Conclusion: This Bunny 18 runs through my palate perfectly, and I'm not always a fan of sherry bombs. Some sherry bombs tend to get overly sweet. This one is intense, beautifully deep with flavour, and pushes a flavour profile I didn't think was possible. Just when I think it's getting "too sweet,” the spice hits you. Just when I think it's about to go overly spicy, the dryness settles in. With all the layers, this is a true "sipping by the fireplace" whisky. I'd share this, but I'd rather drink it in silence on my own, lost in the whisky itself. It's a whisky deserving of that much attention.

 

--------THE PRODUCER--------

Bunnahabhain

Bunnahabhain’s distillery date back to 1881 and is an important part of the island’s history. From 1881 to today, their whisky has always been made with quality malted barley, clean, pure Margadale spring water and a bit of yeast. Bunnahabhain’s location is an influencing factor of their whisky’s taste. Bunnahabhain’s location benefits from having the breath of the bold sea on one side and the pure spring water of the Margadale River on the other side. Their whiskies have a unique approachable and welcoming taste which is mellow due to their minimal peating.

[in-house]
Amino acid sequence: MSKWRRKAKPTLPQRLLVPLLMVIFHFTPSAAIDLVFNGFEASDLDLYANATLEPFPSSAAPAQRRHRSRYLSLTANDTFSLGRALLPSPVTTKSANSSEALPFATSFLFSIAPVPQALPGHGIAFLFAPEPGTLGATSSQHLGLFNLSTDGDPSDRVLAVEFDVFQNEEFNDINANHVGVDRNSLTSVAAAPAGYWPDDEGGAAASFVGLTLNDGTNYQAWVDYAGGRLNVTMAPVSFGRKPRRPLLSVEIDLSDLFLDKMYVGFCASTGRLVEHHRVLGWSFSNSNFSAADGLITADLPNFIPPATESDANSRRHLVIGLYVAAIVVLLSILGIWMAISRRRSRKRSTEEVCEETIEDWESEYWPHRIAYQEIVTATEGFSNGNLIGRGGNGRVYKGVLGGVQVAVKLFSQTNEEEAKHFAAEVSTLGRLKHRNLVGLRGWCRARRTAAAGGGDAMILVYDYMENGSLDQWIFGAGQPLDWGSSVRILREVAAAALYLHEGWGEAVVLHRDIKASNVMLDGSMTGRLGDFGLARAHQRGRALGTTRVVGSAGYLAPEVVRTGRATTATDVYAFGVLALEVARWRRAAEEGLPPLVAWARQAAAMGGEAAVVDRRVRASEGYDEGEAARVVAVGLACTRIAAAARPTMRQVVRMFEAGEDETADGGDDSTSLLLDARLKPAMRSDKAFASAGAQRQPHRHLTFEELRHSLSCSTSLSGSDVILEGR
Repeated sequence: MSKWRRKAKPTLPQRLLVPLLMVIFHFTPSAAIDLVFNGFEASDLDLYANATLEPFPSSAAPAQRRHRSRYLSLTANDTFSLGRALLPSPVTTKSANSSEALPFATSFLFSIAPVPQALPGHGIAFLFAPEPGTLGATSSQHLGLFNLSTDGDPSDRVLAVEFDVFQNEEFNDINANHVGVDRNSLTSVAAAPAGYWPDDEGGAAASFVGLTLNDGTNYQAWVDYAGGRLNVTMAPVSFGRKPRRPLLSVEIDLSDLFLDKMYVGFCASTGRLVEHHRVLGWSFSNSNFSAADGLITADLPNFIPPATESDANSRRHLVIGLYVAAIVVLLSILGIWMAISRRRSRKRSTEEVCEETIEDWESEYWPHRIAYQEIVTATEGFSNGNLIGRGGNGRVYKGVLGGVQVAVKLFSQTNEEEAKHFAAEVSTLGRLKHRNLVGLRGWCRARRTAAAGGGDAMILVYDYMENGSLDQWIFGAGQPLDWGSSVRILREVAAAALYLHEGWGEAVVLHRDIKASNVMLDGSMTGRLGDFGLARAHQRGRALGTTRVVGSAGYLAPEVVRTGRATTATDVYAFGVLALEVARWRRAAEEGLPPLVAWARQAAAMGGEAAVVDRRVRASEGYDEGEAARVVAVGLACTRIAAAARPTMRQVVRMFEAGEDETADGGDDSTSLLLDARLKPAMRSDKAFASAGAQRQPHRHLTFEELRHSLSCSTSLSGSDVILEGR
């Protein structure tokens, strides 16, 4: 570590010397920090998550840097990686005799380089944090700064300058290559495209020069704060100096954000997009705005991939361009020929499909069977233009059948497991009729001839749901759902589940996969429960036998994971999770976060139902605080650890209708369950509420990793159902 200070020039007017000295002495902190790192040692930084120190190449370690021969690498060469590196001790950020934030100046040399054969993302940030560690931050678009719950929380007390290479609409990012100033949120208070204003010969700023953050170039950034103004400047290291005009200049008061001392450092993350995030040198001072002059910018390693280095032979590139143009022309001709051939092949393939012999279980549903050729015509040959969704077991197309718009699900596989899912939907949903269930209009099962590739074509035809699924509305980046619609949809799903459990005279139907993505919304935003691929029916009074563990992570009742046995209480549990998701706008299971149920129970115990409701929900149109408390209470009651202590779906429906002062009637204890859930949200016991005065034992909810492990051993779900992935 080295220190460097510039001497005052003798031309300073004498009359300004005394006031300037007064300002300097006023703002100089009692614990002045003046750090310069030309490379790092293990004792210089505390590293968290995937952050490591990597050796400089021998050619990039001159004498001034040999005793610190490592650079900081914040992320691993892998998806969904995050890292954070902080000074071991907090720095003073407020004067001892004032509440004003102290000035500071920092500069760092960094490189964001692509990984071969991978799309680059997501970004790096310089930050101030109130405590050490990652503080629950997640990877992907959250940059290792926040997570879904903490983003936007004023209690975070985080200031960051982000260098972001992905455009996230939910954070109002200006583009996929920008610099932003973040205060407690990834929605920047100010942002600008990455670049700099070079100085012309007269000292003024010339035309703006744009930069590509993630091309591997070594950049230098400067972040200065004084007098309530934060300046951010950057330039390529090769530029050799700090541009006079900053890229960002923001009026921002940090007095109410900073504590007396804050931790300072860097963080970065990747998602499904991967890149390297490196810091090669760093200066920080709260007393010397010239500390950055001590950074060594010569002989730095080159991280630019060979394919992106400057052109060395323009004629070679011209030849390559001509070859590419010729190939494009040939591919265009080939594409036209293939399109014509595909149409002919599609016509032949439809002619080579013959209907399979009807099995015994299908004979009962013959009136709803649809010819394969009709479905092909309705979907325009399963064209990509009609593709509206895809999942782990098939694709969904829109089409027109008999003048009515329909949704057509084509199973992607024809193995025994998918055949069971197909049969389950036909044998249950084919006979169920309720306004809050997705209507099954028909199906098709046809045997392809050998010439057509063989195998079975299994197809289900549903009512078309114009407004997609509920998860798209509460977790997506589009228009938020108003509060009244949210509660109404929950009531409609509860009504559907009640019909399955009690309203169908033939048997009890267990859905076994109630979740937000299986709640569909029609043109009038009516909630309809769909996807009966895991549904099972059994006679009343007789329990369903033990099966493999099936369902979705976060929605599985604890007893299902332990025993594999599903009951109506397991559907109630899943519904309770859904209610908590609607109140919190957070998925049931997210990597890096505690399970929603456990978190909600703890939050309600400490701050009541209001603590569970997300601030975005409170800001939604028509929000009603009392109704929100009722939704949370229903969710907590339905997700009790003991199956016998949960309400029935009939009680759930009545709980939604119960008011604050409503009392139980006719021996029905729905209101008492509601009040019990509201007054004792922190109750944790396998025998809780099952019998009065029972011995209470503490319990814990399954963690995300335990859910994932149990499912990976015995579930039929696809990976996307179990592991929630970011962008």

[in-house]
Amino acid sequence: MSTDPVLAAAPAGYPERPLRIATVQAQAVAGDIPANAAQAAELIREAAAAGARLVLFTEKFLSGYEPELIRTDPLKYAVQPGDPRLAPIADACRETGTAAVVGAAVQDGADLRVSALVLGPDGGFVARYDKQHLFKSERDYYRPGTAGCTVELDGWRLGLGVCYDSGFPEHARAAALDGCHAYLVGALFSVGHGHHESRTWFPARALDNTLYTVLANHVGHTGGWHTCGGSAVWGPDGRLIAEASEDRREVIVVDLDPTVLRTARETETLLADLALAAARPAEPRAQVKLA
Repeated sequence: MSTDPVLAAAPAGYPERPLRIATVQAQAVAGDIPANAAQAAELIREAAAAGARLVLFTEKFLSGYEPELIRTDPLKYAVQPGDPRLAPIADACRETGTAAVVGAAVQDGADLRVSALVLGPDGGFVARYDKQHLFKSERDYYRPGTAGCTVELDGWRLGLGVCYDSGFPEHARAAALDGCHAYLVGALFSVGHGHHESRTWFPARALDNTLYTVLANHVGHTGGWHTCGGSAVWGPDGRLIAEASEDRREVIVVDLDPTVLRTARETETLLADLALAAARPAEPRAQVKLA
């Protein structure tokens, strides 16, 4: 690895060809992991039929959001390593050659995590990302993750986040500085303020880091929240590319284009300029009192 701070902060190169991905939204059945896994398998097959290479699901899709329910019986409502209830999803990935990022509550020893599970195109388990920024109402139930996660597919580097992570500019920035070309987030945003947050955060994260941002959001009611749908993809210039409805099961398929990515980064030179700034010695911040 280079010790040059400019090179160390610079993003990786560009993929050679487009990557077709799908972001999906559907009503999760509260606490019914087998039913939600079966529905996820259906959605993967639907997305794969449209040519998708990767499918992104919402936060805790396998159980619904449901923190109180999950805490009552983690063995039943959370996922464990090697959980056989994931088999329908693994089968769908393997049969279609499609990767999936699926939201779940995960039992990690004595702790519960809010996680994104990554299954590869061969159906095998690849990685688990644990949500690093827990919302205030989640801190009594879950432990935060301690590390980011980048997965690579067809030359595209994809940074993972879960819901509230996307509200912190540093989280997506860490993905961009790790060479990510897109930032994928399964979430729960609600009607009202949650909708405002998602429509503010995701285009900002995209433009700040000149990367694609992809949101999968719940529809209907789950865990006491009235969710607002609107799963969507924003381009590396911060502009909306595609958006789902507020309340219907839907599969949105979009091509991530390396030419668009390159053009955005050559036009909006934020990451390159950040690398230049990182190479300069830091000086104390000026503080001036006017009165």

The best place to start when you are pairing food and wine is to think about the structural elements of both the food and wines. These elements are: sweetness, acidity, bitterness, umami, chilli heat and fat.

We have listed these elements in foods and how you can add wines with similar or contrasting elements to help create harmony in your matches.

Sweetness 

Sweet foods can overpower dry wines, white or red, making them appear acidic, neutral or bitter. In order to reduce this effect you should pair sweet foods with sweet wines. 

Acidity

Acidic foods, like fresh citrus, tomatoes or salads laden with vinaigrettes, will overpower the acidity in a wine making them appear flabby or less acidic than they were. In order to reduce this effect you should pair acidic foods with wines that have a higher acidity such as Champagne, Riesling or Sauvignon Blanc.